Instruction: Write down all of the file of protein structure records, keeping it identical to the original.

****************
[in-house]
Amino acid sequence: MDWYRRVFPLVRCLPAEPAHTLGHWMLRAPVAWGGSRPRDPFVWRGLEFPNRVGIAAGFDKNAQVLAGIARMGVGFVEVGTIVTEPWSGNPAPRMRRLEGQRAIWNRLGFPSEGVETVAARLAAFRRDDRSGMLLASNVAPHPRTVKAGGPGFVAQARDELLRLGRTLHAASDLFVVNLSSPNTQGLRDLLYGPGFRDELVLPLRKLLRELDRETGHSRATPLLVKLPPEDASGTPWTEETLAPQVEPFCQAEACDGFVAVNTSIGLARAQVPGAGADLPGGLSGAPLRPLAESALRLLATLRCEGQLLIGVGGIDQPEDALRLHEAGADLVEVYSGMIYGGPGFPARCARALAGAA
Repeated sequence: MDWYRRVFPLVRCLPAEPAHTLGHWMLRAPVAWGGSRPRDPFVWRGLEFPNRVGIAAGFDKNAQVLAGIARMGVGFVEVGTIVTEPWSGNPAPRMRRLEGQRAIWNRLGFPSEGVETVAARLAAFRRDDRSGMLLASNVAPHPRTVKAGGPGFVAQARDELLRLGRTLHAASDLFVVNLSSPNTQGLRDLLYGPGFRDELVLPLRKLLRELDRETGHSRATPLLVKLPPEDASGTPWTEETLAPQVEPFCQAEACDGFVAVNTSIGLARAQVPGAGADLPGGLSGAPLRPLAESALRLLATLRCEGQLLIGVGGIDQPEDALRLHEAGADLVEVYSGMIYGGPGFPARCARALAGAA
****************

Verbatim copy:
[in-house]
Amino acid sequence: MDWYRRVFPLVRCLPAEPAHTLGHWMLRAPVAWGGSRPRDPFVWRGLEFPNRVGIAAGFDKNAQVLAGIARMGVGFVEVGTIVTEPWSGNPAPRMRRLEGQRAIWNRLGFPSEGVETVAARLAAFRRDDRSGMLLASNVAPHPRTVKAGGPGFVAQARDELLRLGRTLHAASDLFVVNLSSPNTQGLRDLLYGPGFRDELVLPLRKLLRELDRETGHSRATPLLVKLPPEDASGTPWTEETLAPQVEPFCQAEACDGFVAVNTSIGLARAQVPGAGADLPGGLSGAPLRPLAESALRLLATLRCEGQLLIGVGGIDQPEDALRLHEAGADLVEVYSGMIYGGPGFPARCARALAGAA
Repeated sequence: MDWYRRVFPLVRCLPAEPAHTLGHWMLRAPVAWGGSRPRDPFVWRGLEFPNRVGIAAGFDKNAQVLAGIARMGVGFVEVGTIVTEPWSGNPAPRMRRLEGQRAIWNRLGFPSEGVETVAARLAAFRRDDRSGMLLASNVAPHPRTVKAGGPGFVAQARDELLRLGRTLHAASDLFVVNLSSPNTQGLRDLLYGPGFRDELVLPLRKLLRELDRETGHSRATPLLVKLPPEDASGTPWTEETLAPQVEPFCQAEACDGFVAVNTSIGLARAQVPGAGADLPGGLSGAPLRPLAESALRLLATLRCEGQLLIGVGGIDQPEDALRLHEAGADLVEVYSGMIYGGPGFPARCARALAGAA